Viewers around the world are expressing their sadness over Larry Hagman’s passing. The man who brought the inimitable J.R. Ewing to life on “Dallas” certainly went out on top, with J.R. and the rest of the Ewing clan having become a TV hit for a second time. We will miss his outsized personality, his humor, warmth and charm. We will never forget his silent Sundays rule — when he would refuse to speak one day each week — because one of those silent Sundays happened to be the wedding day of Marilyn Beck and Arthur Levine at the Bel Air Hotel, which Larry attended. He socialized by smiling, gesturing and whistling. Asked to express his wedding wishes on tape, as other guests were doing, Larry whistled “I’ve Been Working on the Railroad.”
Larry gave up silent Sundays in more recent years. He worked on making himself a better human being. His successes on and off-camera, with his long-running marriage to wife Maj, his family and many friendships, was all the more phenomenal given the colossal challenges Larry had to overcome. Known for many years as the biggest eccentric in Hollywood, the son of famed musical star Mary Martin told Marilyn that his childhood was a kaleidoscope of broken homes, step-parents, private schools and strange surroundings. He attended 18 different schools, lived everywhere from London to Texas to New York — and recalled times of loneliness and rejection and depression.
By the time he was in his thirties and costarring in “I Dream of Jeannie,” the depression had grown so acute that, he confided, he went through a series of nervous breakdowns, “about a breakdown a month. The first time they had to haul me off the set in a truck and cart me over to a psychiatrist’s.”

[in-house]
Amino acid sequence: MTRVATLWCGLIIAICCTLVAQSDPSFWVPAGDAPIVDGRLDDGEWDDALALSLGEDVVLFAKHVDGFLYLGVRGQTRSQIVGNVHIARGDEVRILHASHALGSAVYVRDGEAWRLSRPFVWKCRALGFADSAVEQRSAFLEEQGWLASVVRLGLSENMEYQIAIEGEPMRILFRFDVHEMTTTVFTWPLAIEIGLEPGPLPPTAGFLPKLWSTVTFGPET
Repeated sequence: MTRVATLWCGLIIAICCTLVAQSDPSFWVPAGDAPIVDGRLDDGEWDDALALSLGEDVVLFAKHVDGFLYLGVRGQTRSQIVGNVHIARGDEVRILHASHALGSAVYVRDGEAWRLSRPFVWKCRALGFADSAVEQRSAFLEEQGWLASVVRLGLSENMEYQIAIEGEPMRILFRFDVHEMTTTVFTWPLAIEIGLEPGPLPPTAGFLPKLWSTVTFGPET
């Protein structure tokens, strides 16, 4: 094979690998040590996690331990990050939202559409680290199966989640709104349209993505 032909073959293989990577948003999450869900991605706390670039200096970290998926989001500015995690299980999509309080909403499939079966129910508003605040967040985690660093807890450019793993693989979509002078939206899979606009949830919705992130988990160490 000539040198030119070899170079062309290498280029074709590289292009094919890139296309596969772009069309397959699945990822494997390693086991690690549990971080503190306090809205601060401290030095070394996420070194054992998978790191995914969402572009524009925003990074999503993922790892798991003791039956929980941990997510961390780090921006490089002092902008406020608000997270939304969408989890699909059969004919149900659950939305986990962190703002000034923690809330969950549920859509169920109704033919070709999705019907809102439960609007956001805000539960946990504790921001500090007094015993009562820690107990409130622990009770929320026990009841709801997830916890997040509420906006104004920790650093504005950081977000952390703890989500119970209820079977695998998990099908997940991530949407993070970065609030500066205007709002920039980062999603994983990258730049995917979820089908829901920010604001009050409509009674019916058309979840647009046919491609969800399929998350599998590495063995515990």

At another time he said, “I’m a schizophrenic. I really am. I’m wild and undisciplined.” And referring to his behavior on the “Jeannie” set, he said, “Lots of times without any warning, I’d start screaming or crying or vomiting. And towards the end, I cried an awful lot.”
Intense psychotherapy helped a lot, but even after times for Larry improved, he stood out as one of the industry’s kookiest characters. He drove around in a beat-up Volkswagen bus, usually dressed in cowboy attire — including a 10 gallon hat and a necklace fashioned out of horses’ teeth. His many escapades included riding a bike home from a party near his Malibu digs early one morning, dressed in a chartreuse gorilla suit. Invariably, slung over his shoulder was a suede pouch crammed with objects he would display at the slightest provocation: chopsticks, a magnum of champagne, incense, candles, long-stemmed wine glasses and a flute he would toot in the middle of most conversations.
When “Dallas” – and Larry – rocketed to super success, Mary Martin was asked what she thought of her son becoming a legend. Her response: “I’m a legend. He’s a cult figure.”
Certainly she had her own eccentricities. After second husband Richard Halliday died in 1973, she had his body moved from town to town as she traveled, unable to decide where to bury him.
Larry’s silent Sundays rule came into effect in the 70s, as did his edict that no one on his “Dallas” set would be allowed to smoke. “I don’t smoke – and I’ve laid down the law that no one can smoke on the set, at least not when I’m there,” said Larry in January of 1979. “And I’m there five days a week. There are 36 smokers in our company of 40 – and when they’re all puffing away, I can’t breathe by the middle of the day. I know I’m causing resentment on the set. I know it became so impossible for some of the crew to accept that a couple of them left, quit, I guess. But I figure I’m more important than those folks. After all, it’s my face on screen.” He kept a supply of hand-held, battery-operated fans with him, so that if he ended up being in the company of someone who was smoking anywhere, he would turn on the fan so the smoke would be directed back in the face of the offender.
In 1995, Larry, who had been a big-time drinker for many years, underwent his liver transplant. He came through the experience fine. In fact, life for him for many years seemed very fine — something he never expected it to be when he was young and lonely and seldom saw the mother who cast such a huge shadow.